Bartolo Colon, the portly righthander who earned loyal fans with his uncanny precision as a pitcher and slapstick unpredictability as a hitter, ended a colorful three-year marriage with the Mets by agreeing to a one-year contract with the Braves on Friday.

For all the good times, the end was inevitable. His late-career renaissance made his return little more than a luxury for the Mets, who expect to have enough pitching depth next season.

The Braves and Colon agreed to a $12.5-million deal, a source confirmed, pending the completion of a physical. It’s a hefty raise from the $7.25 million he made after signing a one-year deal with the Mets last offseason.

Colon, the 43-year-old marvel, is close to claiming a significant piece of baseball lore as the winningest pitcher born in Latin America.

The mark belongs to a native of Nicaragua, Dennis Martinez, who amassed 245 victories. Juan Marichal stands at 243 and Colon has 233. Colon needs 13 victories to set the record for wins by a Latin American pitcher and 11 to own the most wins among pitchers from the Dominican Republic.

That pursuit underpinned his decision-making upon reaching free agency, according to a source. And by excelling with the Mets in 2016, he positioned himself to chase records he values while also earning a raise.

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He went 15-8 with a 3.43 ERA in 34 games, 33 as a starter, and made the All-Star team.

It was yet another unexpected resurgence for Colon, whose late-career exploits have only been amplified by his defiance of age and a body type that has long drawn mockery. Listed at 5-11 and a generous 285 pounds, Colon posted his best season since making the All-Star team in 2012 with the A’s.

The year also included one of his signature achievements: the first home run of a big-league career spanning 19 seasons that began in 1997 with the Indians.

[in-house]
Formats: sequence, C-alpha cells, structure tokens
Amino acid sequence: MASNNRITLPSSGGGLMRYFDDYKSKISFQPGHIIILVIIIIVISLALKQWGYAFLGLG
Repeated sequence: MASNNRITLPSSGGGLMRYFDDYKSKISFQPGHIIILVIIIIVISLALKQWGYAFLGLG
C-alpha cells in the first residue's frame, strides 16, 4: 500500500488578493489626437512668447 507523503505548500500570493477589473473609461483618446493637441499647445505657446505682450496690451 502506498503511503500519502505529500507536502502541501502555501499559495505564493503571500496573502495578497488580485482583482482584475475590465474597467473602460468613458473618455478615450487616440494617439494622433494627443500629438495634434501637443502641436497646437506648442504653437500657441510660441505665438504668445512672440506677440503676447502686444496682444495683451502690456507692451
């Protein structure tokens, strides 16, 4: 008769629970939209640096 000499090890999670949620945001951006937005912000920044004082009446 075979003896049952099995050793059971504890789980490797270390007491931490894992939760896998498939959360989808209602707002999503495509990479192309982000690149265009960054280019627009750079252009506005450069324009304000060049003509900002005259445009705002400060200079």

A comically inept hitter who has been shielded from batting by spending much of his career in the American League, Colon worked to improve his hitting when he signed with the Mets before the 2014 season.

The culmination of that work came when Colon hit a two-run homer off James Shields on May 7 in San Diego, an event that inspired joyous reactions on social media and encapsulated Colon’s grip on the fan base.

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“This is probably the biggest moment of my career,” Colon said that night, an especially weighty comment given that he won the Cy Young Award in 2005.

But injuries nearly ended his career. From 2006 through 2010, he made only 47 starts, an average of about nine per season. He missed the entire 2010 season, underwent controversial stem cell treatments to revive his arm and promptly launched his second act, signing a minor-league deal with the Yankees.

Since then, Colon has been one of the game’s most durable pitchers, logging innings for the Yankees, A’s and Mets. In that time, he served a PED suspension and became tabloid fodder with the revelation of siring a second family.

None of it, however, seemed to dim his standing among the fans. Now Colon will chase history in a different locale, leaving a void with the Mets.

Teammate Noah Syndergaard made his feelings known, tweeting out an animated GIF of the glass case of emotion scene from “Anchorman” in which Will Ferrell bawls uncontrollably in a phone booth. The tweet included an epitaph: “Feelings right now,” followed by a single-tear emoji and the hash tag featuring Colon’s nickname, “big sexy.”